Timekeeping Software Helps Companies Cheat Their Workers

By Elizabeth C. Tippett, Assistant Professor, School of Law, University of Oregon — There are a lot of ways employers can manipulate your time using timekeeping software, some of which are legal and others highly questionable. If you work on an hourly basis, you may not have given much thought to what happens to your […]

Continue reading …

Facebook Vacations: Coming And Going On Facebook

Comments Off on Facebook Vacations: Coming And Going On Facebook
Facebook Vacations: Coming And Going On Facebook

Two-thirds of online American adults (67%) are Facebook users, making Facebook the dominant social networking site in this country.1 And new findings from the Pew Research Center’s Internet & American Life Project indicate there is considerable fluidity in the Facebook user population: 61% of current Facebook users say that at one time or another in […]

Continue reading …

MythBusters Help DOL Pick Winners Of Worker Safety & Health App Contest

Comments Off on MythBusters Help DOL Pick Winners Of Worker Safety & Health App Contest
MythBusters Help DOL Pick Winners Of Worker Safety & Health App Contest

TV’s MythBusters, Adam Savage and Jamie Hyneman, are once again using science and engineering to help keep America’s youth safe at work. Savage and Hyneman, cohosts of Discovery Channel’s popular MythBusters, were among a panel to judges that selected winners of the U.S. Department of Labor’s “Safety in the Workplace Innovator Award,” the “Safety and […]

Continue reading …

Social Media Passwords Protected From Prying Employers In Six States

Comments Off on Social Media Passwords Protected From Prying Employers In Six States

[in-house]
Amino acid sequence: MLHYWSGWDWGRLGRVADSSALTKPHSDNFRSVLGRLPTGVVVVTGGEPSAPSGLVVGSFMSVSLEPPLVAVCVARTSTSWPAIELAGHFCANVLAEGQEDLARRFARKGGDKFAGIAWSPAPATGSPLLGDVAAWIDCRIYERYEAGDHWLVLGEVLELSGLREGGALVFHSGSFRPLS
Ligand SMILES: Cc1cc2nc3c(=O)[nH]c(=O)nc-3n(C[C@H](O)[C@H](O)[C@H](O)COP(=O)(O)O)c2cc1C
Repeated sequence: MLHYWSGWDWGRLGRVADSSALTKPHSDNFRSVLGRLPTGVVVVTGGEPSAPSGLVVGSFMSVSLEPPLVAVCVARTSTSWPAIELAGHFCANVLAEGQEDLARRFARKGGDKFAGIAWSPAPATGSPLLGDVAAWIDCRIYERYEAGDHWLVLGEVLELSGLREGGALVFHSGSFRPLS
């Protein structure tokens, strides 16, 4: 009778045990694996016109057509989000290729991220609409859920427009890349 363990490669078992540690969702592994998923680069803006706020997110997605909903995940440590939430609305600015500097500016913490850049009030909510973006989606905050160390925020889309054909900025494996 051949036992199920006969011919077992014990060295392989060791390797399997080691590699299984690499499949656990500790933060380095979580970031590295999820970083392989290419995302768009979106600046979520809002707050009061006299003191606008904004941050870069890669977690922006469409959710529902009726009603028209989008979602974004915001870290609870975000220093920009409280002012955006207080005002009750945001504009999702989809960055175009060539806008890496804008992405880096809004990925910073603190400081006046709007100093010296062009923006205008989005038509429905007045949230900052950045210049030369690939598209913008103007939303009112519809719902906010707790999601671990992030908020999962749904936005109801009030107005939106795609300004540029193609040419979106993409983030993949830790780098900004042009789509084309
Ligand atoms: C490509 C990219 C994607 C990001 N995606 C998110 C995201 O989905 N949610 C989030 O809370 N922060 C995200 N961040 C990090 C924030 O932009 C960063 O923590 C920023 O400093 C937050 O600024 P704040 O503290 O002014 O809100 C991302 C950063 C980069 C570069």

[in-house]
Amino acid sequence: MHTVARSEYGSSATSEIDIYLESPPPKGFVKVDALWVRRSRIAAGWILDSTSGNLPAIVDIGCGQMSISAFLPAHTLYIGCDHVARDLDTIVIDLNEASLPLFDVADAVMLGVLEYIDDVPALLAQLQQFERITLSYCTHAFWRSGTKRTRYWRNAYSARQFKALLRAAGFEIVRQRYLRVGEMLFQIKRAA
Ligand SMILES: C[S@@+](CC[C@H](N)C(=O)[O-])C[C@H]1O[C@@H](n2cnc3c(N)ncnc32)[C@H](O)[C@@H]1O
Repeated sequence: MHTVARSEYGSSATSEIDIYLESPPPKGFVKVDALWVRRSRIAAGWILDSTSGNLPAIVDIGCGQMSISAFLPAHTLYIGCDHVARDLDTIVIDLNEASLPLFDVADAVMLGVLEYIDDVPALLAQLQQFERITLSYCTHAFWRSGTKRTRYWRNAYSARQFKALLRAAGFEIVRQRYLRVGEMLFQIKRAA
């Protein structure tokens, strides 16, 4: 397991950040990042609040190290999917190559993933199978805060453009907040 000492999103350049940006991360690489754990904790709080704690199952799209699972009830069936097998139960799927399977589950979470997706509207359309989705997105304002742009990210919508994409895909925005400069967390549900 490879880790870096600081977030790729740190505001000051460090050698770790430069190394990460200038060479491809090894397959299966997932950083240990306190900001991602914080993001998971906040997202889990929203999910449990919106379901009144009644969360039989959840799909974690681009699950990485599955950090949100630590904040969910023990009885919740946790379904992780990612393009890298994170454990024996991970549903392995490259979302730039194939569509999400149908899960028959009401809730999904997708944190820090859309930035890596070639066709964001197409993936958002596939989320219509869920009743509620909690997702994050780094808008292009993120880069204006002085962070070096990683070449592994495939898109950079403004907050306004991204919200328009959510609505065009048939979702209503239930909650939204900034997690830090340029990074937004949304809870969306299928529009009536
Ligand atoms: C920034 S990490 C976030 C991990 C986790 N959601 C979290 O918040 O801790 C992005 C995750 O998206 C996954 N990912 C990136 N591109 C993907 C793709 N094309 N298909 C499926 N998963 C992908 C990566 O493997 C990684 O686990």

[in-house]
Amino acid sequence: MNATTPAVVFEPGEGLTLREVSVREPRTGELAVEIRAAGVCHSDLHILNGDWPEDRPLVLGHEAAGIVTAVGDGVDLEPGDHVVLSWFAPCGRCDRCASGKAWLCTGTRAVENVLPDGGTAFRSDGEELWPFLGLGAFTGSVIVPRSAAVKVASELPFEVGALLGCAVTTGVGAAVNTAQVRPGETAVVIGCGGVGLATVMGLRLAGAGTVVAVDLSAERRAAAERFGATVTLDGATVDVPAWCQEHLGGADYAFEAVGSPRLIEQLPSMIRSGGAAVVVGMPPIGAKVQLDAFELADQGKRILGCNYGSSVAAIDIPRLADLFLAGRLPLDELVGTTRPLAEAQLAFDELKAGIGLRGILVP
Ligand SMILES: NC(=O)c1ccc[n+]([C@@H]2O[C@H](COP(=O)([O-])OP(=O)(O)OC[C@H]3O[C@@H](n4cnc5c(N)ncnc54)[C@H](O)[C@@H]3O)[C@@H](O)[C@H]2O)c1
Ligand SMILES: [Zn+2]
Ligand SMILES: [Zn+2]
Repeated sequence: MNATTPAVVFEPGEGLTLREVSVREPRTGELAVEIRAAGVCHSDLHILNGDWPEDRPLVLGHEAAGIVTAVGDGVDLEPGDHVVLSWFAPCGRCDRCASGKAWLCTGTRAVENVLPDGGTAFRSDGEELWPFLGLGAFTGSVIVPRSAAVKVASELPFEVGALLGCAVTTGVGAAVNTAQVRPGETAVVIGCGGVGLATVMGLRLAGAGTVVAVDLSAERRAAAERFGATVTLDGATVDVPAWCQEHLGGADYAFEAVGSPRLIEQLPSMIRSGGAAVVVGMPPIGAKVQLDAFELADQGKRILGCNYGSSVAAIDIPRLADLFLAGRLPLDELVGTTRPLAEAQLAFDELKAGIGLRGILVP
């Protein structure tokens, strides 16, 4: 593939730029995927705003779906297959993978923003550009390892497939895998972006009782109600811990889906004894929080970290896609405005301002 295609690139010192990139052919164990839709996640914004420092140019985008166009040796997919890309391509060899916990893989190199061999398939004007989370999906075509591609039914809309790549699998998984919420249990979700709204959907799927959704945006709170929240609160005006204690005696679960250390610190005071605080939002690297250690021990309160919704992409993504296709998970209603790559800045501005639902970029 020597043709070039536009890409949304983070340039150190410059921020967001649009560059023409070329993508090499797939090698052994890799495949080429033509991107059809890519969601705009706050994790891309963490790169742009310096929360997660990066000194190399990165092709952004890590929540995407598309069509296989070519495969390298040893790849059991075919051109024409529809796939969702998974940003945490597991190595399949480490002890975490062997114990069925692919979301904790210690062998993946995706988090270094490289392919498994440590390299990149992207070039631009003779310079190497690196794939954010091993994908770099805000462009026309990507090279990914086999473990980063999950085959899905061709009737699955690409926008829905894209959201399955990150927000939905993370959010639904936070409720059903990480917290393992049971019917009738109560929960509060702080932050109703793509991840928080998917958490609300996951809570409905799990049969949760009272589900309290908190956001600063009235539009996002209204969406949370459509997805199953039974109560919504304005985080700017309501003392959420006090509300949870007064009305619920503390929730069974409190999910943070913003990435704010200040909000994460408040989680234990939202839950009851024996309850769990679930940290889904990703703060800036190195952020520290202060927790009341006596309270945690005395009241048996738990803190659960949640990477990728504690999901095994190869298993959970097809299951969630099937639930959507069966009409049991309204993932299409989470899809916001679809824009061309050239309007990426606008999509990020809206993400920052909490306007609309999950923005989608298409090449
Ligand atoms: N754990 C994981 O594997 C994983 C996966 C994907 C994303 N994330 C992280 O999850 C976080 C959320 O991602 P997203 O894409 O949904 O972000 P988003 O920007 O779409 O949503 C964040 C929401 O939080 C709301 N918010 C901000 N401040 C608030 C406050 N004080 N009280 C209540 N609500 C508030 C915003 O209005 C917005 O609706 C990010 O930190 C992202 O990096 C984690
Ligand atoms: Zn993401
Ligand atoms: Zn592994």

Social Media Passwords Protected From Prying Employers In Six States

It is now illegal in six U.S. states for employers to ask job applicants for the passwords to their social media accounts such as Facebook and Twitter. California and Illinois recently joined four other states barring employers from demanding that employees divulge their social-media passwords. Passed during 2012, California’s and Illinois’ laws became effective January 1, 2013. […]

Continue reading …

Infographic – Survey Reveals American Telecommuters Thoughts and Desires

Comments Off on Infographic – Survey Reveals American Telecommuters Thoughts and Desires
Infographic – Survey Reveals American Telecommuters Thoughts and Desires

A new survey of telecommuters reveals that 80% of Americans say that saving money on gas and having no commute are biggest benefits of working from home. That’s no surprise. The real surprise is that 1% of telecommuters admit that they suit up—put on full professional attire as if they were in the office. The […]

Continue reading …

Looming HR Technology War Will Touch Thousands Of Organizations, Millions Of Employees

Comments Off on Looming HR Technology War Will Touch Thousands Of Organizations, Millions Of Employees
Looming HR Technology War Will Touch Thousands Of Organizations, Millions Of Employees

Friday, 12 October 2012, was turning point in the world of HR technology. The event was the highly anticipated initial public offering of a human resources technology firm called Workday became the biggest technology stock debut since Facebook. Workday, a Pleasanton, Calif., based-maker of Web-based human-resources software, saw it’s stock rocket up 78% in its […]

Continue reading …

Infographic: Do Employers “Like” Social Media?

Comments Off on Infographic: Do Employers “Like” Social Media?
Infographic: Do Employers “Like” Social Media?

Social media has gone to work to stay and many companies are still trying to figure out what to do about it. Some forward-looking industries are embracing social media. Others are at least starting to put policies in place to make sure the use of social media by employees remains appropriate. A smaller group hopes […]

Continue reading …